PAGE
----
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Princeton's Slaveholding Professors
Many faculty members at the College of New Jersey owned slaves during the first century of the college’s history.
The Slaves of John Maclean Sr.
Lydia, Sal, and Charles were enslaved people who lived in early 19th-century Princeton. John Maclean Sr., a Princeton professor and the father of one of the college’s future presidents, owned all three.
Stephen Alexander and Alfred Scudder
Stephen Alexander, Princeton’s first astronomy professor, held moderate antislavery views but denied the equality of Black and white Americans. At the same time, he may have employed an African American man named Alfred Scudder as an assistant on campus.
Slavery in the Curriculum
John Witherspoon and Samuel Stanhope Smith’s curriculum emphasized Scottish moral philosophy, providing early Princeton students with a new philosophical framework for opposing slavery even as pro-slavery apologists used the same philosophical concepts to defend the practice of owning slaves.
Albert Baldwin Dod (1805-1845) was a Princeton professor and a slaveholder at the time of the 1840 census.
Henry Kollock's Property Record
Professor Henry Kollock’s 1815 Land Tax and Property Record.
Stephen Alexander, who joined the Princeton faculty as an astronomy professor in 1840.
Alexander T. Ormond
Photograph of Professor Alexander T. Ormond, who taught several African American graduate students during the late 19th century.
Subscription to the Princeton Colonization Society
Donations pledged by Princeton faculty members to establish a packet line between Liberia and the United States.
Portrait of Joseph Henry
An early daguerreotype of Professor Joseph Henry.
Princeton Research Project Explores Past Ties to Slavery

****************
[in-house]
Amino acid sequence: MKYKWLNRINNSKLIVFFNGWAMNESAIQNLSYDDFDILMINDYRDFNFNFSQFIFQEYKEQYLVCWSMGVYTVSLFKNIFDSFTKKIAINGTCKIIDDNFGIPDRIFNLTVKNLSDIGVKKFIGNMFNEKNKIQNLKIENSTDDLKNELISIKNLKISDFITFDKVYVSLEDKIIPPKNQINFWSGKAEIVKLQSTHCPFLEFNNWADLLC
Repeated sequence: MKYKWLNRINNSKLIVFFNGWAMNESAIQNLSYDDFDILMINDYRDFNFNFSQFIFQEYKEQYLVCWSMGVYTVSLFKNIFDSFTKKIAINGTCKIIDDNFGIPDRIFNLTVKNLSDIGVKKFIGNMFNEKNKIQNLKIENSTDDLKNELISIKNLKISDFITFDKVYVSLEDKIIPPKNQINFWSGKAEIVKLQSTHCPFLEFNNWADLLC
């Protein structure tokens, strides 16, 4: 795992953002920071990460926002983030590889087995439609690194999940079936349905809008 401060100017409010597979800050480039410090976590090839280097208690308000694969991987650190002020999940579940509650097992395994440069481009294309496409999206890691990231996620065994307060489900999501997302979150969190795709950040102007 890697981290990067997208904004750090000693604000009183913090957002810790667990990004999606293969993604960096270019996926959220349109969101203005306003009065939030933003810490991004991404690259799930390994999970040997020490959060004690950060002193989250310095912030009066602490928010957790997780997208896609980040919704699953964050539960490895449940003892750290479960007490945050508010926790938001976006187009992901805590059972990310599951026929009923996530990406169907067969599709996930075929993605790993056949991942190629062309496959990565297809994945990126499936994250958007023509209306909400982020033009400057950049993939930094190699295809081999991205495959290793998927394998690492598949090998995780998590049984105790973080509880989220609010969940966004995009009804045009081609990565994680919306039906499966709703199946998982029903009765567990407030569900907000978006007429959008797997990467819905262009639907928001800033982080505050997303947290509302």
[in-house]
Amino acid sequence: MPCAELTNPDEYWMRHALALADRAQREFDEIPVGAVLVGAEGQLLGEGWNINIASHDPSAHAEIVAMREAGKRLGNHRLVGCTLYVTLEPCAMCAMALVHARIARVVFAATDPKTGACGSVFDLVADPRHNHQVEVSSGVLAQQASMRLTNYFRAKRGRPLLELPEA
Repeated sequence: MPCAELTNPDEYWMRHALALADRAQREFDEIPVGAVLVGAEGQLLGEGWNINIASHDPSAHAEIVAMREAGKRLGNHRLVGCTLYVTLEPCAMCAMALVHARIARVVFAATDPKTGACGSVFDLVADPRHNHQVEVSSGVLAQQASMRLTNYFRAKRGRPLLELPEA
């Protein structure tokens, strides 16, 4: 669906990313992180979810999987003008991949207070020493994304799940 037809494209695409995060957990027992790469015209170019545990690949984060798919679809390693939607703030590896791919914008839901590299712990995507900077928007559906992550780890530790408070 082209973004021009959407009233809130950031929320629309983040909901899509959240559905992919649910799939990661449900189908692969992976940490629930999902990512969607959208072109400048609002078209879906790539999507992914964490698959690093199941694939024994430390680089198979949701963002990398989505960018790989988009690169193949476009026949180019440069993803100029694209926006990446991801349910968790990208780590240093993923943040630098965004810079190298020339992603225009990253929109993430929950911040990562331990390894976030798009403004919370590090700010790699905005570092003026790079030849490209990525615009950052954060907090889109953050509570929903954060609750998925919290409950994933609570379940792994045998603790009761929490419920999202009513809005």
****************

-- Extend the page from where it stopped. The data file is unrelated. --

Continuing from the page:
Princeton University, 11/6/17
That a slave sale took place on campus and that the first nine Princeton presidents were slaveholders at some point in their lives are two of the major findings from a sweeping new endeavor by Princeton scholars and students to explore the ties of early University trustees, presidents, faculty and students to the institution of slavery.
Princeton University Launches Princeton & Slavery Website
The Daily Princetonian, 11/6/17
The Princeton & Slavery Project explores how early University trustees, faculty, and students were connected to the institution of slavery.
A Slave Auction, Slave-Owning Presidents: Princeton University Unveils a Dark Past
The project sheds light on how slavery was a part of daily life for early Princeton faculty and students.
Princeton & Slavery Project Launched with Princeton University Humanities Council Support
Princeton University Humanities Council, 11/6/17
The Princeton & Slavery Project developed from a small undergraduate research seminar supported by a Humanities Council David A. Gardner ’69 Magic Grant.
Princeton Confronts Its Slave-Owning Past with an 'Anti-Monument'
The Huffington Post, 11/28/17
Titus Kaphar's work for the Princeton & Slavery Project tells a story of buried history.
Making History Visible: Faculty Roundtable on Art and Visualizing the American Nation
Friday, December 1, 2017 at 2 PM
McCormick 101, Princeton University
Tune Every Heart: The Princeton & Slavery Project in Song
Saturday, January 13, 2018
1 pm and 5 pm
Faculty Room, Nassau Hall, Princeton University Campus
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Tune Every Heart
Students from the Lewis Center's Atelier Program rehearse "Tune Every Heart," an original musical theater performance inspired by the Princeton & Slavery Project, in January 2018.